L.C. Greenwood, entrepreneur, active in multiple charity and community organizations, and one of the last of the Steel Curtain Defensive Line of the 1970s four Super Bowl Pittsburgh Steelers has died.
Greenwood passed away from kidney failure Sept. 29 in UPMC Presbyterian Hospital following a surgical procedure on his back. He was 67 years old.
Greenwood was drafted by the Steelers out of Arkansas A&M in 1969, the same year as his line mate Joe Greene, now the only surviving member of the defensive line which headed the Steel Curtain Defense. The Dallas Cowboys passed on him earlier, which considering the punishment the 6’6’’ 245 pound Greenwood delivered to Cowboys quarterback Roger Staubach in the 1975 Super Bowl, was a big mistake in more ways than one.
Both teammates Andy Russell and Franco Harris were out of the country and unavailable for comment on the passing of their friend, but John Banaszak, who now serves as the assistant coach for the Rob??ert Morris University Colonials football team said he was extremely saddened to hear of his friend’s death.
He said they were frequent golfing buddies, and that Greenwood played golf just like he played football, with intensity and a strong desire to win.
“He was bigger than life, and the kind of guy who’s successful and does it the right way,” said Banaszak. “He had fun. He was civic oriented and generous with his time. He helped a lot of people. I’ll always remember his huge smile, and that laugh. You always knew he was in the room. And then of course his wardrobe was unmatched. L.C. Greenwood flowed through life—and that’s a good thing.”
Greenwood, despite having career all-pro statistics, was never voted into the Hall of Fame, in all likelihood because nine of his four-time Super Bowl-winning teammates were already there along with Coach Chuck Knoll and voters got tired of seeing Steelers going in.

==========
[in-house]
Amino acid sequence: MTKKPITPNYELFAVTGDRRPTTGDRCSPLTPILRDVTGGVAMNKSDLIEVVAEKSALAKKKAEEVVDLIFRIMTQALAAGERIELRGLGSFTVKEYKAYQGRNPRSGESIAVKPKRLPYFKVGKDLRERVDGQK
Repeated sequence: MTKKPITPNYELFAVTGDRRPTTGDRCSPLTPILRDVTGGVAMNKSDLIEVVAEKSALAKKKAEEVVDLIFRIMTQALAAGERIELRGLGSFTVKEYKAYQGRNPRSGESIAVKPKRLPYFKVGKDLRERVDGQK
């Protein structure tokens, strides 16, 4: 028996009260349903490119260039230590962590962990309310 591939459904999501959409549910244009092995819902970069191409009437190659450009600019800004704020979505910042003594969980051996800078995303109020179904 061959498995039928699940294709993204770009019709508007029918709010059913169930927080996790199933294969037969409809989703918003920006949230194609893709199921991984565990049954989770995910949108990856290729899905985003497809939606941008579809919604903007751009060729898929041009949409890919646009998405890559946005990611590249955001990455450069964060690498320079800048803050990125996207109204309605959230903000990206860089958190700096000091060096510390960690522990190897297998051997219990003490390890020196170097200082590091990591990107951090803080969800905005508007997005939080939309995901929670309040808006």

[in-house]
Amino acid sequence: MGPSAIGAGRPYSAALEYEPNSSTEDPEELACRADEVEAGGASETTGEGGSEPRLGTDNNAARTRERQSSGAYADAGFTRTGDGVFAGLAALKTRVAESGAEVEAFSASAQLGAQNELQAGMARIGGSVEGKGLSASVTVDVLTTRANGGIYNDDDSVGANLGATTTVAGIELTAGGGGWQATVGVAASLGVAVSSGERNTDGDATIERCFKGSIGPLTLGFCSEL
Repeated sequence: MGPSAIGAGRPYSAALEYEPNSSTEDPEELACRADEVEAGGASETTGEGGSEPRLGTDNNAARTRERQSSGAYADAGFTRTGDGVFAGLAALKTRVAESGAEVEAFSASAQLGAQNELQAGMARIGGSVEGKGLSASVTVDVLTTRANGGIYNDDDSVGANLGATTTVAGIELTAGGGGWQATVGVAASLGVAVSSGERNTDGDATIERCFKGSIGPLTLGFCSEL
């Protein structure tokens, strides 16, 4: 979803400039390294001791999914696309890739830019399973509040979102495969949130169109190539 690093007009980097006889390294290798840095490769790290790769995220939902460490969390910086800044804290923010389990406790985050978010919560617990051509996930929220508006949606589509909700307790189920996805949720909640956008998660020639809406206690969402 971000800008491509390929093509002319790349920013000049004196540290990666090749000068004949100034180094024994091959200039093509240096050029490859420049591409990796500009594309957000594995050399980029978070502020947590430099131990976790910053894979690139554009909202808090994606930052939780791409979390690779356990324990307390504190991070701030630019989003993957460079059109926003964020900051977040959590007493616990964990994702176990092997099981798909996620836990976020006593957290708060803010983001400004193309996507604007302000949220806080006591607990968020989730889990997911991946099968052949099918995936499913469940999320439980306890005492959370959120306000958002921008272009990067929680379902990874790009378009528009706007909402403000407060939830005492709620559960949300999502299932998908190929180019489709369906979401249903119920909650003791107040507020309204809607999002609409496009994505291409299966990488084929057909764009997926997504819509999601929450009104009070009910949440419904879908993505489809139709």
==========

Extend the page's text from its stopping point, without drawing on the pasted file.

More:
Steelers Chairman Dan Rooney issued a statement calling Greenwood “one of the most beloved Steelers.”
““He will be missed by the entire organization,” the statement read. “He will be forever remembered for what he meant to the Steelers both on and off the field.”
Greenwood was involved in several businesses after football. His Greenwood Enterprises, an electrical supply company, had diversified into energy supply and in March, Greenwood was named to the board of Southpointe Marcellus Shale Chamber of Commerce.
He is survived by children, Chelsea Greenwood and Fernando Greenwood; sisters Shelly Greenwood, Annie Greenwood, Goffan Greenwood Simmons, Katie
Greenwood Young and Janice Greenwood Aderhold; brothers Moses Greenwood Jr., Henry Greenwood and Michael Greenwood; and two grandchildren.
The family, which has asked for privacy, said he will “go home” to Canton, Miss., after a memorial service for him here in Pittsburgh.
This is a 1977 file photo showing Pittsburgh Steelers football player L.C. Greenwood. (AP Photo/File)
Greenwood was taken in the 10th round of the 1969 NFL draft — nine rounds after Greene — out of Arkansas A&M (now Arkansas Pine-Bluff). He blossomed into a tenacious pass rusher who used his superior speed to blow past offensive tackles and into the backfield. Though sacks did not become an official statistic until after his retirement, Greenwood posted 73½ during his 13-year career.
In this Oct. 28, 1979 file photo, the ball pops loose as Dallas quarterback Roger Staubach is tackled by Pittsburgh Steelers’ L.C. Greenwood during a football game in Pittsburgh. (AP Photo/File3wld)
Greenwood thrived in the postseason. He sacked Dallas Cowboys quarterback Roger Staubach four times in the 1976 Super Bowl, a 21-17 Pittsburgh victory.
Unlike the quiet Holmes, the intimidating White and the unparalleled Greene, Greenwood was a showman. While recovering from an ankle injury during the 1973 season, Greenwood wore a pair of high top cleats that a friend painted gold. He wore them twice — both Steelers wins — and went back to his usual cleats after the ankle healed. The Steelers lost the ensuing game, and the gold cleats soon returned.
Knee problems forced Greenwood to retire before the 1982 season. His 13 years in Pittsburgh are tied for the third-longest tenure with the team in franchise history. Greenwood remained in Pittsburgh after his retirement, working as an entrepreneur and motivational speaker.
Despite support from his teammates — including Greene — Greenwood has not been enshrined in the Pro Football Hall of Fame. He was a finalist six times, the last coming in 2006.
In this Dec. 27, 1975 file photo, Baltimore Colts wide receiver Roger Carr scampers past Pittsburgh Steelers defensive end L.C. Greenwood (68) during a football game in Pittsburgh. (AP Photo/File)
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The Associated Press contributed to this report.